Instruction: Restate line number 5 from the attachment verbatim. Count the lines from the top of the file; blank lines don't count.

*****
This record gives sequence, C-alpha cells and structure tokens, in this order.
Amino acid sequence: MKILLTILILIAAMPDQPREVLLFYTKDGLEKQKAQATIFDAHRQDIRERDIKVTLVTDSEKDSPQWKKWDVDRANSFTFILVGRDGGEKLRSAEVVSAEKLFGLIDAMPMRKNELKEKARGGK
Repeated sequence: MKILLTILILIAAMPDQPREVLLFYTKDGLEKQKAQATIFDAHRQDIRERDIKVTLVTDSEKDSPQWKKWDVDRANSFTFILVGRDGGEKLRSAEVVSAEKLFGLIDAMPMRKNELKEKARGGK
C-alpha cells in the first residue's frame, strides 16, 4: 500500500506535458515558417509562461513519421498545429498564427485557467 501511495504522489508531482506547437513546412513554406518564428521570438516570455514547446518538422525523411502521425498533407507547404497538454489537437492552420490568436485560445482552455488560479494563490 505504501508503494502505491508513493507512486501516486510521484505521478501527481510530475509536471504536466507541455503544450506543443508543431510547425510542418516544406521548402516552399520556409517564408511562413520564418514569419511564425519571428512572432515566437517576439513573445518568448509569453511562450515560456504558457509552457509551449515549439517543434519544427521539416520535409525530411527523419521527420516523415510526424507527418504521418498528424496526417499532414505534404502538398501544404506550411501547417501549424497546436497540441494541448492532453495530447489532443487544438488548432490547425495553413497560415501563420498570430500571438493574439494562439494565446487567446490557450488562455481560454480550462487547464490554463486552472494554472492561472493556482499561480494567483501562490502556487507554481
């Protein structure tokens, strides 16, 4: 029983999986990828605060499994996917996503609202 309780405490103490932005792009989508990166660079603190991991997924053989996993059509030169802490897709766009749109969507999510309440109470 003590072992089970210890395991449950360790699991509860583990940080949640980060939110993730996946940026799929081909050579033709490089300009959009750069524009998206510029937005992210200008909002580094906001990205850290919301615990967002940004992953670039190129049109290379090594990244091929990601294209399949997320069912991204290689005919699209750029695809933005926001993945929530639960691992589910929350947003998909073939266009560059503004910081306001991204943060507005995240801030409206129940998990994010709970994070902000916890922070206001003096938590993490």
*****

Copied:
């Protein structure tokens, strides 16, 4: 029983999986990828605060499994996917996503609202 309780405490103490932005792009989508990166660079603190991991997924053989996993059509030169802490897709766009749109969507999510309440109470 003590072992089970210890395991449950360790699991509860583990940080949640980060939110993730996946940026799929081909050579033709490089300009959009750069524009998206510029937005992210200008909002580094906001990205850290919301615990967002940004992953670039190129049109290379090594990244091929990601294209399949997320069912991204290689005919699209750029695809933005926001993945929530639960691992589910929350947003998909073939266009560059503004910081306001991204943060507005995240801030409206129940998990994010709970994070902000916890922070206001003096938590993490």